Wisdom from a willow tree
It’s a gorgeous Sunday afternoon. The sky is blue and clear, there’s a slight breeze in the air, and it’s neither too hot or too cool. It’s a perfect afternoon for a nap.
Even on vacation at a beautiful Airbnb cabin with my husband, I seek opportunities to talk with nature. Our location provides many, given that we’re surrounded by trees and woods, vegetables and flowers. I decide to go sit under the willow tree to see what it has to say about God.
I sit, leaning against the tree, laptop open and ready to receive. I close my eyes and say a little prayer, getting centered and connected. I ask the tree if it has a story to share that will bring others to Christ.
The willow feels to me that it is waking from a long slumber. A long time being still and silent. Almost like it’s stretching.
“Willow trees live a long time, my dear,” the tree begins. The voice strikes me as not quite male or female.
Do trees have a gender? I wonder.
“No.” The tree chuckles. “We simply are. But if you must, I am a male” (given as a combination of ma- from male and -le from fema-le).
Okay, I say. Well, good morning.
“Good morning,” the tree says, as if waking up and looking around.
“All around me is peaceful and beautiful. I am always awake and always asleep. I do not slumber, nor do I dream. I simply am.”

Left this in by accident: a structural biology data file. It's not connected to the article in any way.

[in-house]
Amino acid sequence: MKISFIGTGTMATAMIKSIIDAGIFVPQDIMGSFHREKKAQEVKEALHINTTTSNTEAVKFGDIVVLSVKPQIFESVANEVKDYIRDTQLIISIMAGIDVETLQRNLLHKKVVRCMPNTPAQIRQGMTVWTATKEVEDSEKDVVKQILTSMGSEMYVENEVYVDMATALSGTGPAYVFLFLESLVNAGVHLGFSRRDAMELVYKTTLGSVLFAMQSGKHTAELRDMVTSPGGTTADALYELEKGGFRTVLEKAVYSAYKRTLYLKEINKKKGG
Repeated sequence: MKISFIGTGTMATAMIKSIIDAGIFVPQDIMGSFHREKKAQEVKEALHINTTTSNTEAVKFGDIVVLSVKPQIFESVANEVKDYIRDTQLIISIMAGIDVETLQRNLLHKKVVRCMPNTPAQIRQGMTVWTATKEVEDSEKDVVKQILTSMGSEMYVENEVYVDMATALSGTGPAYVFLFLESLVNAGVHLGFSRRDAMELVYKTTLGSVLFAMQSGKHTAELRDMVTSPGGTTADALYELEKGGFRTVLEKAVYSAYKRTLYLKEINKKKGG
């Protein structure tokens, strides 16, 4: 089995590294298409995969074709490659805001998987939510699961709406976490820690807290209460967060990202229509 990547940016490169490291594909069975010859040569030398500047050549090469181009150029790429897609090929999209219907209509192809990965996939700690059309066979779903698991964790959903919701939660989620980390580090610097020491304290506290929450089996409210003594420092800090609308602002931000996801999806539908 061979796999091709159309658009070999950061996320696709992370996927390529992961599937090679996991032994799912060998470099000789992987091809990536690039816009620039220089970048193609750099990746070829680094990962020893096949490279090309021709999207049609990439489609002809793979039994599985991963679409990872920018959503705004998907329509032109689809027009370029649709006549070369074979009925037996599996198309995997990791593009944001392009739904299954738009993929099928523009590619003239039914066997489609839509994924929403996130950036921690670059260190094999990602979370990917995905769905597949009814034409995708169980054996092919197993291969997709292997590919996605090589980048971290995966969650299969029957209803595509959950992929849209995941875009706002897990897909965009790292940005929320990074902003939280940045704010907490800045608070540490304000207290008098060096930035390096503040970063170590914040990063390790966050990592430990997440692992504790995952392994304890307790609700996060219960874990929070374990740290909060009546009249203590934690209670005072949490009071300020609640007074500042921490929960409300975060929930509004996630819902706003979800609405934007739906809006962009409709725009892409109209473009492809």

This feels so beautiful to me, so true. It touches my heart.
“I simply am,” the willow continues. “I breathe out and expand into the universe to gather what I need. I breathe in to bring it back to myself. All flows, in and out, back and forth. It is the nature of all things to come and to return.”
I consider this briefly, then ask, I thought that God lacked polarity? Rhythm? That God is unchanging and stable and centered.
“Ah!” The willow chuckles again. “I see. A philosopher, are you? Well then, let’s philosophize.”
(I feel that I am given to understand, but without words. But for the sake of telling a story, I will try with the words.)
As above, so below,
Nature herself rules the show.
“God does not lack polarity, child. He simply chooses to remain in one place, and is no longer swayed in the same way that you are. His mind does not wander, nor does his heart. The darkness does not appeal to him any longer. He simply is, in his space of being and lovingness, and he calls all home.”
The shepherd calls, and the sheep know his voice.
I feel this statement more than hear it.
“His call goes out like a radar, sending a signal of love…love…love. Are you willing to hear it? Are you willing to receive it? Alas, not many hear, and fewer are willing to receive. The candy store is too enticing to most.”
There is a pause in our conversation. I notice how often leaves fall from the tree. It strikes me as odd, since I think of leaves falling so frequently as something that happens only in autumn.
“Pieces of me fall, like the shedding of skin, and yet I create more.”
“Do not mourn the loss. Do not mourn what dies. Embrace the new life that this death brings. All things must go through the cycle of birth and death, creation. So it is, and so it must be. Embrace it and you will find more joy in your life. Exhale and let it go.”
I am grateful for the simple, timeless wisdom the willow has shared with me. Its words are few, the messages profound.
How can we be more like the willow, breathing in and out, giving and receiving, letting go and creating anew?